Major Leak Suggests NSA Was Deep in Middle East Banking System
BIG BROTHER - SPYING - SURVEILLANCE - WHISTLEBLOWING, 24 Apr 2017
14 Apr 2017 – For eight months, the hacker group known as Shadow Brokers has trickled out an intermittent drip of highly classified NSA data. Now, just when it seemed like that trove of secrets might be exhausted, the group has spilled a new batch. The latest dump appears to show that the NSA has penetrated deep into the finance infrastructure of the Middle East—a revelation that could create new scandals for the world’s most well-resourced spy agency.
Friday [14 Apr] morning, the Shadow Brokers published documents that—if legitimate—show just how thoroughly US intelligence has compromised elements of the global banking system. The new leak includes evidence that the NSA hacked into EastNets, a Dubai-based firm that oversees payments in the global SWIFT transaction system for dozens of client banks and other firms, particularly in the Middle East. The leak includes detailed lists of hacked or potentially targeted computers, including those belonging to firms in Qatar, Dubai, Abu Dhabi, Syria, Yemen, and the Palestinian territories. Also included in the data dump, as in previous Shadow Brokers releases, are a load of fresh hacking tools, this time targeting a slew of Windows versions.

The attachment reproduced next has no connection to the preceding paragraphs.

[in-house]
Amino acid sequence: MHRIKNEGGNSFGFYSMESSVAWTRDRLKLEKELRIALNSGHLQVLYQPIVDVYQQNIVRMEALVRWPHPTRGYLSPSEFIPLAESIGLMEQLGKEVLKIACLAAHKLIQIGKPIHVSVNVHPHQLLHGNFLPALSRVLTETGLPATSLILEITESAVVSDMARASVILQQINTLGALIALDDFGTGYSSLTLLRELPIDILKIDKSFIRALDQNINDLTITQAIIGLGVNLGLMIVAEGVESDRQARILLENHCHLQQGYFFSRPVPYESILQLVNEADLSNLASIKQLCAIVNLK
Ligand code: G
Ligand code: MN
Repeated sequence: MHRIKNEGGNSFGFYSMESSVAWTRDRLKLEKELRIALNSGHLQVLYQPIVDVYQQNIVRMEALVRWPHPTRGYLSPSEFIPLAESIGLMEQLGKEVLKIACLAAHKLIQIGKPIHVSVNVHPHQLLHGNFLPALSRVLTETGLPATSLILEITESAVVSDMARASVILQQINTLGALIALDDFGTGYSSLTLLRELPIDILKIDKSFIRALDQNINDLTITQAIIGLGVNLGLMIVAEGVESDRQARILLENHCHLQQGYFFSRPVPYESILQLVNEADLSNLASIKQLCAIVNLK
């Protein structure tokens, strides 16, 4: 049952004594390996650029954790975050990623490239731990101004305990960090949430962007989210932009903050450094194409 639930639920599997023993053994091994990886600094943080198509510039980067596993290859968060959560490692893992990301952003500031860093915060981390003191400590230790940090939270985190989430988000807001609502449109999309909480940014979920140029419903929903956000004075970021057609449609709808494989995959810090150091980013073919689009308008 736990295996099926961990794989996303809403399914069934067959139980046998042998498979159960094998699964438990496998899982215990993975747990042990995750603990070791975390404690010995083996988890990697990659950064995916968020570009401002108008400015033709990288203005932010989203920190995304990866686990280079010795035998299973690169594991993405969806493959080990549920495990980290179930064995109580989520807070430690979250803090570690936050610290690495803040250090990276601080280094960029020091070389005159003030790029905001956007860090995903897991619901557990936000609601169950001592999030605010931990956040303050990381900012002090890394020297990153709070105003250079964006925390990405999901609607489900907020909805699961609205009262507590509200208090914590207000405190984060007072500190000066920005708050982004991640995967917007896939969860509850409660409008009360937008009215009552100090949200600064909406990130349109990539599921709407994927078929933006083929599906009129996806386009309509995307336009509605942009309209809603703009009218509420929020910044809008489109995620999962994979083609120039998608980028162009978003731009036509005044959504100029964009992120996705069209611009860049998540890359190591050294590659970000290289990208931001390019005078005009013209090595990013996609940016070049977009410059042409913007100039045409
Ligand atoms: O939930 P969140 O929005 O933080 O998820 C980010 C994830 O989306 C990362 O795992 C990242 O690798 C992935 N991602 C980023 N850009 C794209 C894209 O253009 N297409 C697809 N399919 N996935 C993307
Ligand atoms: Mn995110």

“Oh you thought that was it?” the hacker group wrote in a typically grammar-challenged statement accompanying their leak. There was speculation prior to this morning’s release that the group had finally published its full set of stolen documents, after a seemingly failed attempt to auction them for bitcoins. “Too bad nobody deciding to be paying theshadowbrokers for just to shutup and going away.”
The transaction protocol SWIFT has been increasingly targeted by hackers seeking to redirect millions of dollars from banks around the world, with recent efforts in India, Ecuador, and Bangladesh. Security researchers have even pointed to clues that a $81 million Bangladesh bank theft via SWIFT may have been the work of the North Korean government. But the Shadow Brokers’ latest leak offers new evidence that the NSA has also compromised SWIFT, albeit most likely for silent espionage rather than wholesale larceny.